There can literally be hundreds of participants. But for smaller groups, collaborative work is possible - desktops or individual applications can be shown. The chairperson starts a conference, and can then control all the proceedings. Or he or she can add other chairpersons, answer questions, or show other desktops.

"Chairpersons can just deliver information and view the slides, or they can go into a desktop sharing mode," Ligon says. "They can also take it to a more advanced mode with real-time collaboration; for example, they can review sales numbers with regional people, and update sales figures in real time."

Ligon, who has worked for some time with franchisors and multi-unit franchisees, says that franchisors can be very skeptical about new technology and its costs. ReadyTalk offers a flat rate pricing model, which on average runs about $400 for any number of users. "You could have 96 callers on that account, so you can typically cover all your loations," he says.

Audio conferencing, of course, since it's using the telephone network, has a per-minute charge, which Ligon says is down to 5â€"7 cents a minute.

On the web:

Digital surveillance-plus

Surveillance conjures images of cameras sweeping a room, and endless tapes that can be reviewed. But that stereotype is quickly changing. DTT, a provider and manufacturer of digital surveillance products for the restaurant and hospitality industries, has integrated video into other interesting data sources.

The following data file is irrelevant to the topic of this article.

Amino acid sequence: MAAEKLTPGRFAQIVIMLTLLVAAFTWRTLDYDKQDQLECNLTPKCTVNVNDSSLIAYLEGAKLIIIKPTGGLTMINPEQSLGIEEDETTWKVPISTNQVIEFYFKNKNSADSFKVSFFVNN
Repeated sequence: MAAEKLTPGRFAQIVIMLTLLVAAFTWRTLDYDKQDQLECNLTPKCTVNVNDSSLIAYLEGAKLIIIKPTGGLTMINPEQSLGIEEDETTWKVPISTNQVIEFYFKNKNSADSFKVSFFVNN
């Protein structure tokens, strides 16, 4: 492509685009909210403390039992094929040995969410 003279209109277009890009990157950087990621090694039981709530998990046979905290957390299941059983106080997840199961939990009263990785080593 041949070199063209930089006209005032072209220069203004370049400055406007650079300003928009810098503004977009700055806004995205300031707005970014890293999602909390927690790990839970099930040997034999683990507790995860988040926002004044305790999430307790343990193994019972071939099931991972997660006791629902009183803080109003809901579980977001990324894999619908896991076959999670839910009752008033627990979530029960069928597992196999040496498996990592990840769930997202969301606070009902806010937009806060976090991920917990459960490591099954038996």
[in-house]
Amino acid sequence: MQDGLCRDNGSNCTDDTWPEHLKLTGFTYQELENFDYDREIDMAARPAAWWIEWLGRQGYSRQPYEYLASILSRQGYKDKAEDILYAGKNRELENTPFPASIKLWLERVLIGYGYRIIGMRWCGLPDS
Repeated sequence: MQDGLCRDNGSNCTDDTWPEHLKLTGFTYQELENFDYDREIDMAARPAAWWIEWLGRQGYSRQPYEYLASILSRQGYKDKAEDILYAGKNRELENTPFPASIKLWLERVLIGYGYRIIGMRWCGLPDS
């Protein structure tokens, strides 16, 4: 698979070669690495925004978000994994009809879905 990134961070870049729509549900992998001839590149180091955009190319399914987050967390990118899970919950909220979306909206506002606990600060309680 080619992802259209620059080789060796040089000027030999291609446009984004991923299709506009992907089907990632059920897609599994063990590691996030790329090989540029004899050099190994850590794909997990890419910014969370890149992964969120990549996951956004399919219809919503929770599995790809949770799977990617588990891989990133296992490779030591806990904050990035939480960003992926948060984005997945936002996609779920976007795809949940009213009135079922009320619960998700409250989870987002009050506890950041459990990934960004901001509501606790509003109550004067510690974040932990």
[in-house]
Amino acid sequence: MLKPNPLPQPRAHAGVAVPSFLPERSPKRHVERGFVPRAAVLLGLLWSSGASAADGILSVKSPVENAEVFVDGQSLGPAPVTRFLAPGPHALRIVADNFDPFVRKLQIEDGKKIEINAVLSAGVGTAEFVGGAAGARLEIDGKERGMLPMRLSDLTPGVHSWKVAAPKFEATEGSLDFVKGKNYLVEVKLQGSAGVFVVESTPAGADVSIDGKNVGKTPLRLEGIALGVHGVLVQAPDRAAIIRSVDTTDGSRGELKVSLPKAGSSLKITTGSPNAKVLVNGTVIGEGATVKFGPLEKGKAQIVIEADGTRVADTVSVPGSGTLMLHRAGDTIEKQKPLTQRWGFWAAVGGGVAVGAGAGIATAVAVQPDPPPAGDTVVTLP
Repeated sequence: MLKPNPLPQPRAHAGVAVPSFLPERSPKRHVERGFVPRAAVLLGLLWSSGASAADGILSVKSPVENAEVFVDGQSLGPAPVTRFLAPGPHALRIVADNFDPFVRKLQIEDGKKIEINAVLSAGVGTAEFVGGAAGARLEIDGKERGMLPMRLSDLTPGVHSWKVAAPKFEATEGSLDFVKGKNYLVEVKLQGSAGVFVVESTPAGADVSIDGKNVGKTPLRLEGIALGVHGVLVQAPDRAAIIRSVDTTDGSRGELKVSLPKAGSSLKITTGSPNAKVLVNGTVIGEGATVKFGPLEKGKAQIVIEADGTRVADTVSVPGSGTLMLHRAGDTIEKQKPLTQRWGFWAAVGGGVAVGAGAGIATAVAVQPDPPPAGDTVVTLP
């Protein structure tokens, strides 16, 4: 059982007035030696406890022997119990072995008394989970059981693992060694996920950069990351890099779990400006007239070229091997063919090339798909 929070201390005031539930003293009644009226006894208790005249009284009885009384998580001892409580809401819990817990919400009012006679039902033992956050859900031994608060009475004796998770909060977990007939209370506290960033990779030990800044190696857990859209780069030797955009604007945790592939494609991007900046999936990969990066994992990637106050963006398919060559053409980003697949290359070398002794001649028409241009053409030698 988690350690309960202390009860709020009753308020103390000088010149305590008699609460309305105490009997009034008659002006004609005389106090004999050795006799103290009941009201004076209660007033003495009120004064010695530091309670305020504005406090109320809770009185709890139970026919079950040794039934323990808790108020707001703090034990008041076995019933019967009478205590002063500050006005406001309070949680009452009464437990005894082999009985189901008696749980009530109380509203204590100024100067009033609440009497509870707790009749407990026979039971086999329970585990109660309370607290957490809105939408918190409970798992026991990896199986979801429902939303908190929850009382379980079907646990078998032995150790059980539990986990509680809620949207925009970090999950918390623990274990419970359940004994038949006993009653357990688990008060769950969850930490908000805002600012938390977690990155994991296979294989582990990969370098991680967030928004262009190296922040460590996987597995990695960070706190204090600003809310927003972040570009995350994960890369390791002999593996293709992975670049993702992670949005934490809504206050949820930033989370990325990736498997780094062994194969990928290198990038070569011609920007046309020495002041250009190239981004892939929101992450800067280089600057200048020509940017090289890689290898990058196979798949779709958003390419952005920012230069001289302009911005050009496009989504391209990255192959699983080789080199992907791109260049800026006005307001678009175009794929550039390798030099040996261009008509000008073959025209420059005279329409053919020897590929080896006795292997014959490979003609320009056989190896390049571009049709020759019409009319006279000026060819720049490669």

"The POS machine is the starting point," says Sam Naficy, CEO of DTT. "Historically, a lot of data is gathered from that machine. We now have integrated that with video, so not only can you search that data, you can also match it to the surveillance data."

The company's largest client is Subway, says Naficy. DTT sold its 1,000th Subway location in 2006. "They wanted time and attendance for their employees, and they use the same POS machine for time and attendance. Suppose they had a manager clock out four employees that had left an hour before. Now the video of that transaction is captured."

There are a surprising number of useful tasks beyond the obvious that the system can provide - or be programmed to provide. Steak n Shake, for example, "came to us and wanted weather information included in 500 locations, so that if a weather pattern is coming that is cold, the store can add a soup," says Naficy.

"A McDonald's in Orlando wanted real-time traffic reports so they can know if there's a traffic reason for sales being down." Surveillance also can be tied to whether food temperatures are correct, and employees can be notified to change that - with proof they have made the change.

"It has a deterrent effect," Naficy says, "but also a support effect. It can benefit employees when there is a dispute with a customer: the transaction is captured and can exonerate an employee unfairly accused by a customer."

After eight years in business, DTT has about 19,000 installations at many other well-known franchise systems - Burger King, 7-Eleven, Taco Bell, KFC, Holiday Inn Hotels, and T.G.I. Friday's, for example.

Published: July 20th, 2007